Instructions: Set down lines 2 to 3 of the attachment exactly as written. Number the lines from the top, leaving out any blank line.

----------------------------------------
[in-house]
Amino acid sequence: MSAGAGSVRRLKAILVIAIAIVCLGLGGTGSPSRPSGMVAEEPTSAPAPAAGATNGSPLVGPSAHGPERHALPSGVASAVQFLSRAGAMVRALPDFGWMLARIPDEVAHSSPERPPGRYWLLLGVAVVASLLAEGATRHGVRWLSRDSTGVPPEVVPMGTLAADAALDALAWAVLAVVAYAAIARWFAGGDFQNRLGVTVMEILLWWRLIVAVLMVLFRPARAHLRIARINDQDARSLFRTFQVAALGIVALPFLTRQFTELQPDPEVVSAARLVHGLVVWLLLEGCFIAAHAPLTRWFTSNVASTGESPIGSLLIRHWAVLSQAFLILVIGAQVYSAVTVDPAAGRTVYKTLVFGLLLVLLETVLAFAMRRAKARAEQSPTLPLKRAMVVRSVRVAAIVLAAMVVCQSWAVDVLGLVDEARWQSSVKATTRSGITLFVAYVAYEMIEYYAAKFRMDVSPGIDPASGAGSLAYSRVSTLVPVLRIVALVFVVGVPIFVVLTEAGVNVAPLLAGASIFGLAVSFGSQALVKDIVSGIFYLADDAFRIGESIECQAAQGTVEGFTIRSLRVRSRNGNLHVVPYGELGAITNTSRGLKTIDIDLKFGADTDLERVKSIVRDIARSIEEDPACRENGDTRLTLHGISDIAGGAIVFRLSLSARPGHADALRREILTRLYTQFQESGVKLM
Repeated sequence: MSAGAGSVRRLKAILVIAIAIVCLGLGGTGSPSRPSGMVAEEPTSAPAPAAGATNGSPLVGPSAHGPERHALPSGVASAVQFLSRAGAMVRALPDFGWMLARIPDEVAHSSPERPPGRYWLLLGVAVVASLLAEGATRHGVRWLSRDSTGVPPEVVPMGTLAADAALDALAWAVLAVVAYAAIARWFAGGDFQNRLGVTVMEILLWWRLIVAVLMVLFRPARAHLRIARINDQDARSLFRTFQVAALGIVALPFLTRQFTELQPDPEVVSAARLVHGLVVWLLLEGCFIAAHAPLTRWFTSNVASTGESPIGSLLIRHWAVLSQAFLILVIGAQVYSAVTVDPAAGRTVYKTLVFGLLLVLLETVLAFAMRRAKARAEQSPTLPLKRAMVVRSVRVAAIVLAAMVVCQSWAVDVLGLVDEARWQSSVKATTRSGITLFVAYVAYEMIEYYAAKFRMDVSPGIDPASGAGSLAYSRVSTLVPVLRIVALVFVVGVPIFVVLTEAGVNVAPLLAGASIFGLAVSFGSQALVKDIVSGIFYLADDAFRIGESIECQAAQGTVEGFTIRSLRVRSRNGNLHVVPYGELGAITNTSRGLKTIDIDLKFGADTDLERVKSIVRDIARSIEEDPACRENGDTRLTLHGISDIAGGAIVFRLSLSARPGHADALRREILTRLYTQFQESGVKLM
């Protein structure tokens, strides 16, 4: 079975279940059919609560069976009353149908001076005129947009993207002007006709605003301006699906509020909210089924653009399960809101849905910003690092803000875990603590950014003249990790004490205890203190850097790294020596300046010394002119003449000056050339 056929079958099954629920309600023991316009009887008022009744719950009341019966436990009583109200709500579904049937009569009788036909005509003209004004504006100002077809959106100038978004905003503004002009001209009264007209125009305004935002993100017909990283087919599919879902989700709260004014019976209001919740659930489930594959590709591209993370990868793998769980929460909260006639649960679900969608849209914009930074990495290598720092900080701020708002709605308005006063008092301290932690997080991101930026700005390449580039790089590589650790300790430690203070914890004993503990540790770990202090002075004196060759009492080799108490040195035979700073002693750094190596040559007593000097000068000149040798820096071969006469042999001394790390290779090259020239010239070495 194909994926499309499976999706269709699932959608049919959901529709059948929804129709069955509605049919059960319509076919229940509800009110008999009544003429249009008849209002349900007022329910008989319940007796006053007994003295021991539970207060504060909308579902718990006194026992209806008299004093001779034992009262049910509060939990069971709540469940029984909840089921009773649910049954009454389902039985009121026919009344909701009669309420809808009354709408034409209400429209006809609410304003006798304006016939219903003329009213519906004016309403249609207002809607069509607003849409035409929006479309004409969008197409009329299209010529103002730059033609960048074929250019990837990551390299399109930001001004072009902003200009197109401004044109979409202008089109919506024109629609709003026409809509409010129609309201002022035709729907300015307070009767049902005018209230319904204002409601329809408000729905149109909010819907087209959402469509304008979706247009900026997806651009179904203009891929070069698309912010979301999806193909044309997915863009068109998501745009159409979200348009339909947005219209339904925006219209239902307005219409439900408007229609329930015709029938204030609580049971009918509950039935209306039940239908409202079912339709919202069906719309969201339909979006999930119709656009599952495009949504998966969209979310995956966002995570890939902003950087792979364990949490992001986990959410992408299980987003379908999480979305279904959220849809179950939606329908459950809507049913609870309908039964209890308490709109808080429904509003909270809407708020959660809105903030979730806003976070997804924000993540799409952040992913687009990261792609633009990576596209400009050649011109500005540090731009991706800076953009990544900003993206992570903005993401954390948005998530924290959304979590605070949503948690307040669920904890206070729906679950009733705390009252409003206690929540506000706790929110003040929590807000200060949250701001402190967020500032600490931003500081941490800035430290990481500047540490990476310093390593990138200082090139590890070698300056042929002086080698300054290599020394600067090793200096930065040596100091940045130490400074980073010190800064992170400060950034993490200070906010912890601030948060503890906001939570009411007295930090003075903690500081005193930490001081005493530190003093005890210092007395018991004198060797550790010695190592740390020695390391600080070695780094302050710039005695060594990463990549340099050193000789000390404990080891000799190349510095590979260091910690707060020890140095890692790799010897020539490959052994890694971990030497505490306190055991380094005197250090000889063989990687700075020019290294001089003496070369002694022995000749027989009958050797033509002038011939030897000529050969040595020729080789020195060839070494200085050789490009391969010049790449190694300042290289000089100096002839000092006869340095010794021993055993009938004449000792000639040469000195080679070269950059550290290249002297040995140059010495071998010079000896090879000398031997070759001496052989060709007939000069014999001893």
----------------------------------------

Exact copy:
Amino acid sequence: MSAGAGSVRRLKAILVIAIAIVCLGLGGTGSPSRPSGMVAEEPTSAPAPAAGATNGSPLVGPSAHGPERHALPSGVASAVQFLSRAGAMVRALPDFGWMLARIPDEVAHSSPERPPGRYWLLLGVAVVASLLAEGATRHGVRWLSRDSTGVPPEVVPMGTLAADAALDALAWAVLAVVAYAAIARWFAGGDFQNRLGVTVMEILLWWRLIVAVLMVLFRPARAHLRIARINDQDARSLFRTFQVAALGIVALPFLTRQFTELQPDPEVVSAARLVHGLVVWLLLEGCFIAAHAPLTRWFTSNVASTGESPIGSLLIRHWAVLSQAFLILVIGAQVYSAVTVDPAAGRTVYKTLVFGLLLVLLETVLAFAMRRAKARAEQSPTLPLKRAMVVRSVRVAAIVLAAMVVCQSWAVDVLGLVDEARWQSSVKATTRSGITLFVAYVAYEMIEYYAAKFRMDVSPGIDPASGAGSLAYSRVSTLVPVLRIVALVFVVGVPIFVVLTEAGVNVAPLLAGASIFGLAVSFGSQALVKDIVSGIFYLADDAFRIGESIECQAAQGTVEGFTIRSLRVRSRNGNLHVVPYGELGAITNTSRGLKTIDIDLKFGADTDLERVKSIVRDIARSIEEDPACRENGDTRLTLHGISDIAGGAIVFRLSLSARPGHADALRREILTRLYTQFQESGVKLM
Repeated sequence: MSAGAGSVRRLKAILVIAIAIVCLGLGGTGSPSRPSGMVAEEPTSAPAPAAGATNGSPLVGPSAHGPERHALPSGVASAVQFLSRAGAMVRALPDFGWMLARIPDEVAHSSPERPPGRYWLLLGVAVVASLLAEGATRHGVRWLSRDSTGVPPEVVPMGTLAADAALDALAWAVLAVVAYAAIARWFAGGDFQNRLGVTVMEILLWWRLIVAVLMVLFRPARAHLRIARINDQDARSLFRTFQVAALGIVALPFLTRQFTELQPDPEVVSAARLVHGLVVWLLLEGCFIAAHAPLTRWFTSNVASTGESPIGSLLIRHWAVLSQAFLILVIGAQVYSAVTVDPAAGRTVYKTLVFGLLLVLLETVLAFAMRRAKARAEQSPTLPLKRAMVVRSVRVAAIVLAAMVVCQSWAVDVLGLVDEARWQSSVKATTRSGITLFVAYVAYEMIEYYAAKFRMDVSPGIDPASGAGSLAYSRVSTLVPVLRIVALVFVVGVPIFVVLTEAGVNVAPLLAGASIFGLAVSFGSQALVKDIVSGIFYLADDAFRIGESIECQAAQGTVEGFTIRSLRVRSRNGNLHVVPYGELGAITNTSRGLKTIDIDLKFGADTDLERVKSIVRDIARSIEEDPACRENGDTRLTLHGISDIAGGAIVFRLSLSARPGHADALRREILTRLYTQFQESGVKLM